Does it really matter? While Hydrogen may not be a great option for the public, for fleets that refuel in a central location there aren’t the same issues (refueling availability mostly). Birmingham will still benefit from cleaner air by the removal of Diesel buses and the world from reduction in CO2 emissions.

It does matter: they will pay a lot of money for a just few buses using this ridiculously expensive technology, instead of going electric on a large scale and saving money in the process…

I’ll bow to Birmingham Councils accountants on the economics side of things. It’s highly likely they spent a lot of time looking at all the options prior to deciding to pilot Hydrogen buses. Not least that in the UK they are a more established technology (with Hydrogen buses piloted in other cities) than EV buses.

There’s nothing inherently wrong with hydrogen. BEV is not going to be the best solution to every situation (something that so many EV evangelists seem to fail to see) and Hydrogen may well be around for the foreseeable future, gaining market share along with EV. Just like there are multiple fuel and power options now, we will have the same in the future.

If it seemed a more cost-effective option, there must be some enormous subsidies involved, or some kind of creative accounting. Hydrogen is an extremely expensive technology. (And with limited room for getting cheaper…)

Batteries might not be the best solution in every situation — but in land transport, I’ve yet to see a situation where they are not.

Electric buses don’t have refuelling issues. They run their route, and then fast charge. The speed they move at is slow in London so range is plenty.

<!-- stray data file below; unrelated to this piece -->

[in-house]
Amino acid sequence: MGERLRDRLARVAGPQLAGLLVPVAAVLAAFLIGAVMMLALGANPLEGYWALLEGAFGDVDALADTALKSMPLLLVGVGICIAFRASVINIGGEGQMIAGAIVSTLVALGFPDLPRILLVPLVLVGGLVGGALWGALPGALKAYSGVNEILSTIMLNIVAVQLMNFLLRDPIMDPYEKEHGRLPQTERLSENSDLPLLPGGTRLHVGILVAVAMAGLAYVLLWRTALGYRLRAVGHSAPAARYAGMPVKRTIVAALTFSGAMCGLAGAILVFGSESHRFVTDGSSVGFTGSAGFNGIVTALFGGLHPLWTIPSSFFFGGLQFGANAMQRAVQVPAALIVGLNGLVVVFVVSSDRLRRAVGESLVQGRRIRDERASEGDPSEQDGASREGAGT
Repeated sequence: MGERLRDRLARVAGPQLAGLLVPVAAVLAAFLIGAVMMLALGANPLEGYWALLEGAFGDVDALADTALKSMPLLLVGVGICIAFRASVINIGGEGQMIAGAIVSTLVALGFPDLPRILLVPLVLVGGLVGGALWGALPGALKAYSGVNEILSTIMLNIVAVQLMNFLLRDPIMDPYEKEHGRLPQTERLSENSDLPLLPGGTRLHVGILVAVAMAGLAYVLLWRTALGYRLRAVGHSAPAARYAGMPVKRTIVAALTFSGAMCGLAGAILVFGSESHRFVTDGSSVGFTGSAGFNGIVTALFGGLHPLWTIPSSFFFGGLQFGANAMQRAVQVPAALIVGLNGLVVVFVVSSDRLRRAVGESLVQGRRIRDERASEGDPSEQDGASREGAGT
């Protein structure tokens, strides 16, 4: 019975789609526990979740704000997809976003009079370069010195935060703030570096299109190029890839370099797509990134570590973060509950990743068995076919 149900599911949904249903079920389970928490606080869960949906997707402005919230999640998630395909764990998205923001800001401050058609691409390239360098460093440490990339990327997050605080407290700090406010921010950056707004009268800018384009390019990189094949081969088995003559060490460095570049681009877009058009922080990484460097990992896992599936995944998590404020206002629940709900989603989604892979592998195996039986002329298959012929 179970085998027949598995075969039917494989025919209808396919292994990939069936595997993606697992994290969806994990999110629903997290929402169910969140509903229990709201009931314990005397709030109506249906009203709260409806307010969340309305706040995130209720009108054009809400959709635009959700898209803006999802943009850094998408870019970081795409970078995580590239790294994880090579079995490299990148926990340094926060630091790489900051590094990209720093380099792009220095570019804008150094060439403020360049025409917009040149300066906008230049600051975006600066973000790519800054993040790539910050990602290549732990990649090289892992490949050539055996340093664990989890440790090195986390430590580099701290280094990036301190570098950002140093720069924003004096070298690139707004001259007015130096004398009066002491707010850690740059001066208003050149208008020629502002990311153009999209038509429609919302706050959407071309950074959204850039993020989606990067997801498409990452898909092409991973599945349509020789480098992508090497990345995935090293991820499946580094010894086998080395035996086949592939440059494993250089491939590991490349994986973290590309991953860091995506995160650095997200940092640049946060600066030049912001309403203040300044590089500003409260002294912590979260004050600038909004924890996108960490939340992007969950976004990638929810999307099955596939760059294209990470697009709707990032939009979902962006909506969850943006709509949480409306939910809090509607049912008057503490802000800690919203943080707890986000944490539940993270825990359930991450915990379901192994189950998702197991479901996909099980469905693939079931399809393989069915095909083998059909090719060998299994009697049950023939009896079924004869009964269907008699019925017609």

Hydrogen emissions are still way higher than pure EV emissions.

While fuel cell emissions are not exactly zero, AFAIK they are insignificant. At this point, tyre dust is likely to be much more of a concern…

This is seriously overdue in London… I lived there for 2 years and people would actually GO JOGGING in the streets of downtown London on their lunch break, not realizing how insanely detrimental to their health that might be, with all of the hundreds of diesel buses literally sitting in traffic burning massive amounts of fuel and creating an unbreathable urban environment. Throughout my 2 years in London I could literally feel my throat tickling every morning, just like the 4 days that I spent in Beijing a few years back.
Terrible.

I was in London before “clean diesel”…
Old diesels, narrow streets lined with tall buildings and grid locked traffic makes for a very inhospitable place for a pedestrian.

Not to mention the heat these diesels add to the city, in summer.

With this and electric Black cabs we are moving forward. They are by far the worst polluters in London at the moment.

Hmmm. Looks like “Central Planning”, at least in London, can work Beautifully.
We can only hope they move these out sooner and faster.
Diesel micro particles are cancerous, getting them out of cities is obvious.
What’s non-obvious is that you won’t have to wash off government buildings as much, aside from the lower medical expenses.

I wonder with all the deals BYD has announced, are they at this years production capacity?

BYD is only supplying the power trains for these joint projects; and the power train components are almost certainly shipped directly from China, where they make like 15,000 or so of them each year…

wonder if TSLA will sell drivetrains to use in these cases…